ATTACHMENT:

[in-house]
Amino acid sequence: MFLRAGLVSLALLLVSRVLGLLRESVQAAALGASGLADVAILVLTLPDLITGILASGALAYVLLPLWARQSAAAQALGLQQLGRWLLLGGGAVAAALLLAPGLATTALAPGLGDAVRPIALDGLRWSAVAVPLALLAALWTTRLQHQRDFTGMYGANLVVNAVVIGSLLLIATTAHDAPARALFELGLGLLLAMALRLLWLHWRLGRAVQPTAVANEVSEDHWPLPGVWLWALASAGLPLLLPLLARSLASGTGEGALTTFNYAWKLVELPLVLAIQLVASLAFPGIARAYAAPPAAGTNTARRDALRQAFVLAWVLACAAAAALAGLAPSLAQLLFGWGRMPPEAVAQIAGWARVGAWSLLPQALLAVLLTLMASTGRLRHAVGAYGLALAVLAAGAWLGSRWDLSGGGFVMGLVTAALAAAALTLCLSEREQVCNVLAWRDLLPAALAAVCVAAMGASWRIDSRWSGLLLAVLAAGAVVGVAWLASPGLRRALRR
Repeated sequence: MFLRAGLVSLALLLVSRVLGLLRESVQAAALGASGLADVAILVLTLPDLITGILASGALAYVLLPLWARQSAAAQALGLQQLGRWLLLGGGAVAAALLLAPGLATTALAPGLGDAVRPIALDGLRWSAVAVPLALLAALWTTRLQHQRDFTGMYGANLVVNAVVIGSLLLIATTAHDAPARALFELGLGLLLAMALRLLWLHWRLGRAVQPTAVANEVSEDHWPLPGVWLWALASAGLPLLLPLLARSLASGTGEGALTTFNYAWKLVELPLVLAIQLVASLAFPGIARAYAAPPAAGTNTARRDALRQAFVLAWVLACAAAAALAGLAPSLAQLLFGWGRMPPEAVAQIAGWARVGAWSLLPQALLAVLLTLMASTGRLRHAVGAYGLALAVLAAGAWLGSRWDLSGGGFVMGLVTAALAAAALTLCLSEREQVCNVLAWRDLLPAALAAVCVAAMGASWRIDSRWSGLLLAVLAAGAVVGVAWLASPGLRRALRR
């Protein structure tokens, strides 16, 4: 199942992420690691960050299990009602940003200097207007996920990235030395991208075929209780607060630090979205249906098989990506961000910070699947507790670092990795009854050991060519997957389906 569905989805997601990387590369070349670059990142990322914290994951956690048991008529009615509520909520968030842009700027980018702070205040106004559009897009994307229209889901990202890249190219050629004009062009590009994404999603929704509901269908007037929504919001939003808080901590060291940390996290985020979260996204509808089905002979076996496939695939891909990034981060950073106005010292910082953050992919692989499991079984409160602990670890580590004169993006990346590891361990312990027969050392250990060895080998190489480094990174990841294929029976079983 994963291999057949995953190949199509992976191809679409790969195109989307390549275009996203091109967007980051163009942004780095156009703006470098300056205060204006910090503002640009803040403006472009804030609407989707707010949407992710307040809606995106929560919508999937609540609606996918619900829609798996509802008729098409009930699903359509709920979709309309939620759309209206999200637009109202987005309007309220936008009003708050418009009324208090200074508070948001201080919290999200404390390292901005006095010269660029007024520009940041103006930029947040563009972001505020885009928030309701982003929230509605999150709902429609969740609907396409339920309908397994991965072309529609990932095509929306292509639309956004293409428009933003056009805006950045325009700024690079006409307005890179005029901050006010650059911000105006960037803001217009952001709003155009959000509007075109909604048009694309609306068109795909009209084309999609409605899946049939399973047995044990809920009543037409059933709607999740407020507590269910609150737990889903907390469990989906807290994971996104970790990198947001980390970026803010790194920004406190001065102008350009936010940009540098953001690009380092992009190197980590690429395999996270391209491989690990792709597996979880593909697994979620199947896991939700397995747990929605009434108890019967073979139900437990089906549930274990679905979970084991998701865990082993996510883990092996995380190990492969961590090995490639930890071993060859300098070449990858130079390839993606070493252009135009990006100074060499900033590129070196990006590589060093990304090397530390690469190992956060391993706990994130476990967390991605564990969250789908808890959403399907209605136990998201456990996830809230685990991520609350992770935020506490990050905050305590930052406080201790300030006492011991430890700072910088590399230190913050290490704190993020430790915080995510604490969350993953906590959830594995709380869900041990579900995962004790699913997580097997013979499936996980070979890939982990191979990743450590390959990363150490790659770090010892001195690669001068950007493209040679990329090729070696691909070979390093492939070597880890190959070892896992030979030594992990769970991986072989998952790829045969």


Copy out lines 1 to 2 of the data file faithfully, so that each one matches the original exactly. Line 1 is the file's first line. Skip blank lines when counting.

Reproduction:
[in-house]
Amino acid sequence: MFLRAGLVSLALLLVSRVLGLLRESVQAAALGASGLADVAILVLTLPDLITGILASGALAYVLLPLWARQSAAAQALGLQQLGRWLLLGGGAVAAALLLAPGLATTALAPGLGDAVRPIALDGLRWSAVAVPLALLAALWTTRLQHQRDFTGMYGANLVVNAVVIGSLLLIATTAHDAPARALFELGLGLLLAMALRLLWLHWRLGRAVQPTAVANEVSEDHWPLPGVWLWALASAGLPLLLPLLARSLASGTGEGALTTFNYAWKLVELPLVLAIQLVASLAFPGIARAYAAPPAAGTNTARRDALRQAFVLAWVLACAAAAALAGLAPSLAQLLFGWGRMPPEAVAQIAGWARVGAWSLLPQALLAVLLTLMASTGRLRHAVGAYGLALAVLAAGAWLGSRWDLSGGGFVMGLVTAALAAAALTLCLSEREQVCNVLAWRDLLPAALAAVCVAAMGASWRIDSRWSGLLLAVLAAGAVVGVAWLASPGLRRALRR